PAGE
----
Jake Campbell

Jun 9, 2014
02:35

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This is sorely needed to start bringing down the costs of fuel and wear and tear on our highways and bridges. I am firmly behind this proposal Robert!

Robert Dedomenico

Jun 9, 2014
02:48

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Thank you for saying so, Jack! I have, and continue to, put a lot of work into this. Every little bit of help and/or support is greatly appreciated! Sincerely, Robert

Patrick Martin

Jun 9, 2014
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This is patrick, I am currently a mechanical engineering undergraduate at rutgers university,just want to confirm something robert said. I have seen the prototype first hand, and it is very rudimentary (this is expected of a prototype anyway). But it has me convinced that it or a later version of it, would be capeable of achieving what the description claims. Robert has put in four years of effort into this project, and as a result nearly every thing that could be considered, seems to have been. At least as far as I could tell, many technical (mechanical and electrical) hurdles have been overcome, with much inovation involved. The main limmiting factor for this project is funding. If anyone has any questions for me specifically, send me a pm.

Delton Chen

Jun 9, 2014
11:57

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Hello, I offered to comment in previous messages. Whilst I have not studied the details, I believe I get the gist. Using the CargoFish branding name was a very smart move. I think the name is good. My contribution, as a short first-impression reviewer, is to list a few things that I find appealing, and what sub-topics might be worth a strategic analysis. GOOD - firstly, if your technological ideas are very good, you may wish to find a commercial partner to develop a patent. The energy savings, it seems practical especially for densely populated urban areas and industrial zones. I would consider checking feasibility in a large building, such as a factory, industrial park, airport or supermarket. There are companies that deal with conveyers - as you're probably aware. GOOD - I suggest that you find a contact in Google, if they are still investing in driverless cars. I am not sure of the synergy, but they may have some software solutions for the navigation. If each unit was autonomous, then the Google software would be able to drive your units to/from destination points. Being guided, on tracks/tunnels, would be much easier that free-range driving, If your small vehicles could do both, then there is scope for some amazing transportation options. I think makes more sense than the diver-less car concept. MORE - To be honest , I did not read everything in detail. If you haven't covered these topics, have a think. Politics (?); Economics (ok); Physical (ok); Ethics (ok); Social (?). Perhaps consider the social implications - good/bad. I guess that people like the idea of driving to the shop because it gives them a few hours out of the house ....its not just about milk and bread. So think about what people can do with their extra time, extra saved money, and what will they do instead? BAD - Corporate retail and service providers like people in their shops so that can sell more. Perhaps you (invite me after the CoLab comp ends) could have a think about how retailer/services can enjoy customers in their shops and also save energy on transport... I don't have the answer for that just yet, but I think there is always a way... GOOD - Something about CargoFish feels right...at first it felt a bit oddball. Maybe just that its 20 years ahead of its time. Best regards Delton Chen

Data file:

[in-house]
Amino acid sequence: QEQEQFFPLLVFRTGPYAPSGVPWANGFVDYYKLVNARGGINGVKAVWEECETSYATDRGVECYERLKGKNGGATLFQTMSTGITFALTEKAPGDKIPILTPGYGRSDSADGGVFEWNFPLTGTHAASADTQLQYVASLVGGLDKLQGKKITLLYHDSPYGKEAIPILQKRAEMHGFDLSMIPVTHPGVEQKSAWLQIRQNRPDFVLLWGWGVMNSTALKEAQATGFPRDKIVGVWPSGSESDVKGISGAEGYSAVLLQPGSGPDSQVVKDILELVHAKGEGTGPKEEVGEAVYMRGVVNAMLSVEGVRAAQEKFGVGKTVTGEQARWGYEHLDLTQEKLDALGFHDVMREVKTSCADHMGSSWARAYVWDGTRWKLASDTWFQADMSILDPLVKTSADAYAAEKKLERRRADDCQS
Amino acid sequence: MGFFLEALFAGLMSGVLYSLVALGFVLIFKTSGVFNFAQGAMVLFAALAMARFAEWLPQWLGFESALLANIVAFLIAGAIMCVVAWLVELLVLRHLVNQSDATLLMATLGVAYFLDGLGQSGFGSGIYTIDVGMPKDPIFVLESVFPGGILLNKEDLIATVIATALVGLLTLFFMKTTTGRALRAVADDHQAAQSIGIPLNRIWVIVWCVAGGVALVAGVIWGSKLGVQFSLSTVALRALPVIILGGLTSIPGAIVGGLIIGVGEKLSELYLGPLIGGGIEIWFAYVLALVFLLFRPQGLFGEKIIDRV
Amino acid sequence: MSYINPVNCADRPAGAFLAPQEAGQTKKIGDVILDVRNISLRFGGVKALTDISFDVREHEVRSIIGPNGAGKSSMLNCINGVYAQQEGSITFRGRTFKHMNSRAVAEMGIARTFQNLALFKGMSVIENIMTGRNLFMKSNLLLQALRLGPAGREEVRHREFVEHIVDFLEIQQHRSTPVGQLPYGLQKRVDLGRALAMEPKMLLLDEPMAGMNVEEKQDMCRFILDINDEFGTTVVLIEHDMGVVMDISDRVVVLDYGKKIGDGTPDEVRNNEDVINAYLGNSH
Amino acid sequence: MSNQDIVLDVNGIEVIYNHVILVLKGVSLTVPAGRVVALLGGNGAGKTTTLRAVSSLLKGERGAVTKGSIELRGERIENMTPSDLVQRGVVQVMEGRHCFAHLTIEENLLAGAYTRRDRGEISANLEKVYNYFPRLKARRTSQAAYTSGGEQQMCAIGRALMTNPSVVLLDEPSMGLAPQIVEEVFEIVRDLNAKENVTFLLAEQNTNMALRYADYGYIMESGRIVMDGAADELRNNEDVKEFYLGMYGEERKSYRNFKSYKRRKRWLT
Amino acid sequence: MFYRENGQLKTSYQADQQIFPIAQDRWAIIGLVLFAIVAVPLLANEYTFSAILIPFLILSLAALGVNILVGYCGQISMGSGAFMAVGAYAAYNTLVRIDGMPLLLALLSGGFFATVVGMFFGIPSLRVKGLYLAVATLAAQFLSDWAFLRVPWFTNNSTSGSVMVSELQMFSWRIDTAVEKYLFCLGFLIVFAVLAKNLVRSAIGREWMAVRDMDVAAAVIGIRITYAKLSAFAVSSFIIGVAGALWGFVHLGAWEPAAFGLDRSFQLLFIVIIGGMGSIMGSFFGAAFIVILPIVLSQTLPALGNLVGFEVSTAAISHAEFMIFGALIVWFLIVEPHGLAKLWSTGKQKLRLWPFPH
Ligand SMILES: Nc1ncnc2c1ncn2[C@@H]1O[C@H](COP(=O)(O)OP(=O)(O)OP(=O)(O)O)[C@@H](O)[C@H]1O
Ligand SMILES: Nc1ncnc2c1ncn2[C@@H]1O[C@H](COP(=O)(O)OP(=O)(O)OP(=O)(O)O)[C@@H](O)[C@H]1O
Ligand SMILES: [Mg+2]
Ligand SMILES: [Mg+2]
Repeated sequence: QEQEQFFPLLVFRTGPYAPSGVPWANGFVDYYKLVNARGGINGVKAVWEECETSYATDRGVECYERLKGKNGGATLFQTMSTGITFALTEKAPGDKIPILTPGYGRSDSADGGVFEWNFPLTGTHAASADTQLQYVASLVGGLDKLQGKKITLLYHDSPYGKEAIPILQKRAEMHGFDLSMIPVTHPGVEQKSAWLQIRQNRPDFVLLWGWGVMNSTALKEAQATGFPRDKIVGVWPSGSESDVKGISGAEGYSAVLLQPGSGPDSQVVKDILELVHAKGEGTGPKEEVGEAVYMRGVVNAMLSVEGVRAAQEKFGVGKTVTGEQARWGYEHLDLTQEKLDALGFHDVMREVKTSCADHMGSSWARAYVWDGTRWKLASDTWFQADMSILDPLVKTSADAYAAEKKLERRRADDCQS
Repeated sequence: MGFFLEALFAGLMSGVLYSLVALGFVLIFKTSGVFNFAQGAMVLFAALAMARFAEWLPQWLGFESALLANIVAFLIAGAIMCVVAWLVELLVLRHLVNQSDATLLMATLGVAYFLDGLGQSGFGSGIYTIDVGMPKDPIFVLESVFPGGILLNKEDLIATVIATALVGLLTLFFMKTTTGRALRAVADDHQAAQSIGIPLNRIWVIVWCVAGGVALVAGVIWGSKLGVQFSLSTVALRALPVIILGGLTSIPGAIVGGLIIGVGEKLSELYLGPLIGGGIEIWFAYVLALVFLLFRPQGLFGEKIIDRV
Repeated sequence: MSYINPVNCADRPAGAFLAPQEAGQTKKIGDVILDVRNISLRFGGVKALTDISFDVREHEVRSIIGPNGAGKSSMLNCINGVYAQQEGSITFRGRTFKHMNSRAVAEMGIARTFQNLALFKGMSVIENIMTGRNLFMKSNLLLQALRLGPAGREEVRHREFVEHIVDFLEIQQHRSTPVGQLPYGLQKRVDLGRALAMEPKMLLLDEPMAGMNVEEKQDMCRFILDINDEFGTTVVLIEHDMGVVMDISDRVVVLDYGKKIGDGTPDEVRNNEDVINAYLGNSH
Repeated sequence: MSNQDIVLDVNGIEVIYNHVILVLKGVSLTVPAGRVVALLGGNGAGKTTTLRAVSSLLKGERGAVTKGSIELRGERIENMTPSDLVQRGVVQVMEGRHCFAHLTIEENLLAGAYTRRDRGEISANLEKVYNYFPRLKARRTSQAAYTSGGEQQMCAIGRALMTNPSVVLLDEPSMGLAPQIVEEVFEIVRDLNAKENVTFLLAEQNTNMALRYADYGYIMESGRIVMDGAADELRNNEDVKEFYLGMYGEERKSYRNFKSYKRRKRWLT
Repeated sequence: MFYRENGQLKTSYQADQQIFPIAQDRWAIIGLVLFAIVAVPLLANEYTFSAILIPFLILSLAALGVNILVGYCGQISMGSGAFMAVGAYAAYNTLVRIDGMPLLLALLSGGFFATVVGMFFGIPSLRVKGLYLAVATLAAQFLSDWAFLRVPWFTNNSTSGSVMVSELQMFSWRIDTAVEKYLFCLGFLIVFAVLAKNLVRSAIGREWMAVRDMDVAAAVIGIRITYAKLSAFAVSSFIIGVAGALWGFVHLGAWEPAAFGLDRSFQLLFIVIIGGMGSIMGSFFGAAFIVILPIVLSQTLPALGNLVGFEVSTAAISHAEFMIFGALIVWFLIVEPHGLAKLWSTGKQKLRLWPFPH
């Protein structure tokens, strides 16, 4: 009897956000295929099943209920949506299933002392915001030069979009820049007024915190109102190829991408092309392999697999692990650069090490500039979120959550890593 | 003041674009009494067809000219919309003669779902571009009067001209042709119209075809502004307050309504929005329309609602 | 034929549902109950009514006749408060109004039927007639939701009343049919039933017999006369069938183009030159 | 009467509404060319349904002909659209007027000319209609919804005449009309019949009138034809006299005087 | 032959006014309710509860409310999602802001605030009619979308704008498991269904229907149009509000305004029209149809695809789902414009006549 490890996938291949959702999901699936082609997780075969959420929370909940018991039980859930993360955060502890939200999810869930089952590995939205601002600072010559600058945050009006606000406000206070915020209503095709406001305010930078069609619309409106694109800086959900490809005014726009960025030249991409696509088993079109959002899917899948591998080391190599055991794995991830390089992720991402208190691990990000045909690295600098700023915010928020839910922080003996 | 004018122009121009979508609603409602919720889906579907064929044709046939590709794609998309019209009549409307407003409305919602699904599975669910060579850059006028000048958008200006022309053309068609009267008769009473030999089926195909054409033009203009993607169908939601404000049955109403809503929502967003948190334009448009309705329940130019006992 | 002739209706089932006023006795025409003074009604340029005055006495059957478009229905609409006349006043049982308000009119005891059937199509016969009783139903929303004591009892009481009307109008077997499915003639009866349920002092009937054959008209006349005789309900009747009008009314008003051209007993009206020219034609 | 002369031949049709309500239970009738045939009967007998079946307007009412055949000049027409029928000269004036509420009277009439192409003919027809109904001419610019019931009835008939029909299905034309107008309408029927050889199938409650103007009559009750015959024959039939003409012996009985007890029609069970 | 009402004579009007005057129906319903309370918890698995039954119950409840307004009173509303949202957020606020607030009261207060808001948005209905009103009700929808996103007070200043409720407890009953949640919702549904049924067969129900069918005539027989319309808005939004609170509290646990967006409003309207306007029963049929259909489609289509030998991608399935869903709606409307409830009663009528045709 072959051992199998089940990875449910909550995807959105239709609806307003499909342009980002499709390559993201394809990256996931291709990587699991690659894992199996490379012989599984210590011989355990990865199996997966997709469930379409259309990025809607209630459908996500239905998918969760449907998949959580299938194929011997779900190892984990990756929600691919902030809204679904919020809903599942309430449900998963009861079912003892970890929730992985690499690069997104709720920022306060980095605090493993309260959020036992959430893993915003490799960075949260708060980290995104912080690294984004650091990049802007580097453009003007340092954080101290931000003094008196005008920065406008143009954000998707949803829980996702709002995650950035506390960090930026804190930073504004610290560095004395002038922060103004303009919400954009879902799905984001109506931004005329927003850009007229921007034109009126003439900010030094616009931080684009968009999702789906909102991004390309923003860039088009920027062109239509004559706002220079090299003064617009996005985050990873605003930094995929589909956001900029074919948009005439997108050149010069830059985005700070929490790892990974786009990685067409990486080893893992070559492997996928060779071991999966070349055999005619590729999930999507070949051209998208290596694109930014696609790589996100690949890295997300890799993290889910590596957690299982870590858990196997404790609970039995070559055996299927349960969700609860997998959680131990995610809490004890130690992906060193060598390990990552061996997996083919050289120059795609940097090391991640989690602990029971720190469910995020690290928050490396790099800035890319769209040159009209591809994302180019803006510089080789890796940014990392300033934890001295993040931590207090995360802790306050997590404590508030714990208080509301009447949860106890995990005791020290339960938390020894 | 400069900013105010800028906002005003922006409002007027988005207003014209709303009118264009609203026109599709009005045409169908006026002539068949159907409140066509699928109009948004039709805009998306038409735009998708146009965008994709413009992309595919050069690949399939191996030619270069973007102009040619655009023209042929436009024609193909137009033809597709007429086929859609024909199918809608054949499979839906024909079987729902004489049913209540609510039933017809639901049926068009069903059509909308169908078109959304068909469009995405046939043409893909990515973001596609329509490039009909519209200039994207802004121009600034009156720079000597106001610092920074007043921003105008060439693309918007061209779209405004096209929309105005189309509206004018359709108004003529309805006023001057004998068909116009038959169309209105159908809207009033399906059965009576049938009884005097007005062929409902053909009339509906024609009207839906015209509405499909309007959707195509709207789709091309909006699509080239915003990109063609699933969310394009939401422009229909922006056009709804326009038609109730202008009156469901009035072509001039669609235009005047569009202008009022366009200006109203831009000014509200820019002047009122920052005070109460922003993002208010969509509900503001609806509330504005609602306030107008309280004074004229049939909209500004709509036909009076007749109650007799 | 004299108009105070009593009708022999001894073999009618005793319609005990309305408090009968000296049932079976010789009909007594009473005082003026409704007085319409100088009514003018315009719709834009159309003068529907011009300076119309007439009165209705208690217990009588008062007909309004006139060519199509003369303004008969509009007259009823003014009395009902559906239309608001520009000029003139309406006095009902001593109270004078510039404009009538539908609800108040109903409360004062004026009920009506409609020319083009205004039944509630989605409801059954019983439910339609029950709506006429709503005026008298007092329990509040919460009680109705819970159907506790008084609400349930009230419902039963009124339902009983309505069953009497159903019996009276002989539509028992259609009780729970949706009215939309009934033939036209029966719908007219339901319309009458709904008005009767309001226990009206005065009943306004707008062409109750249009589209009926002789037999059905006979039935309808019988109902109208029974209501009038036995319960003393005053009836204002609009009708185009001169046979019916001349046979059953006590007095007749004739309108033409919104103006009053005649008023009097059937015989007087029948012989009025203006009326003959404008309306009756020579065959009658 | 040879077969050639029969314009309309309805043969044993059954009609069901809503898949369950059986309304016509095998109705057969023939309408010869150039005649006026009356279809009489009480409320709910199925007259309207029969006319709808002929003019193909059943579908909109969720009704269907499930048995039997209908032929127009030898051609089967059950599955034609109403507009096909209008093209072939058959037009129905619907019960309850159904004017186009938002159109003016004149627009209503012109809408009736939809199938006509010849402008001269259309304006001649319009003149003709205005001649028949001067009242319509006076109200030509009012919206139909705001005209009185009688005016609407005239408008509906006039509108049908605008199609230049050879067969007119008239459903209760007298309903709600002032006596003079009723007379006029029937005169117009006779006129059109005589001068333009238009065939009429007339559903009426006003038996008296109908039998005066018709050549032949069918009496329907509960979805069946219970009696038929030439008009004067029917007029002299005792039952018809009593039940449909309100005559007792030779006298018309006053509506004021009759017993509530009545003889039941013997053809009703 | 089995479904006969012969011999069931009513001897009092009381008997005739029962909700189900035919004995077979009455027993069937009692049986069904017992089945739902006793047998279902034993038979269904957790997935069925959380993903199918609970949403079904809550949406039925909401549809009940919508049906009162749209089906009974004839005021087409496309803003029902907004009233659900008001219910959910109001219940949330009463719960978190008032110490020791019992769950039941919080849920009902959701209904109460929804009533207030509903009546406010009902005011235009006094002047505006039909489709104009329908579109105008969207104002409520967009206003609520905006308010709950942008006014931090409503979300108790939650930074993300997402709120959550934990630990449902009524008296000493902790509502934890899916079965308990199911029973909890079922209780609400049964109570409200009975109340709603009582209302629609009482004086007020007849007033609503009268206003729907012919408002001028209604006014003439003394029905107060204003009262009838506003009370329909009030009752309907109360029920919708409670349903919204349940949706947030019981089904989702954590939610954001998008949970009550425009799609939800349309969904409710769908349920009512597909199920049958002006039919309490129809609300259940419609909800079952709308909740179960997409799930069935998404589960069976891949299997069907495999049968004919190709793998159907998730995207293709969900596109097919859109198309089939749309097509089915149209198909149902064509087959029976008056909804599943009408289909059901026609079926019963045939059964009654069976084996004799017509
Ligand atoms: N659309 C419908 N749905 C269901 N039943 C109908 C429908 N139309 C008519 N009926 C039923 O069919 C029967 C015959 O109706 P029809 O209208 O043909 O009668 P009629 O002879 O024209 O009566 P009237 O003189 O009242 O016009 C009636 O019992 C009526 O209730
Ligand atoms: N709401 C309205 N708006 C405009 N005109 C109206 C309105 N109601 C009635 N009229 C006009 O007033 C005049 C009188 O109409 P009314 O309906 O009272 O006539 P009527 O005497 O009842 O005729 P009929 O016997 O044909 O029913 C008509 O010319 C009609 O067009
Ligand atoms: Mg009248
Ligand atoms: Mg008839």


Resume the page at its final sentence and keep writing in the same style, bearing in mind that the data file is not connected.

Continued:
Robert Dedomenico

Jun 10, 2014
07:18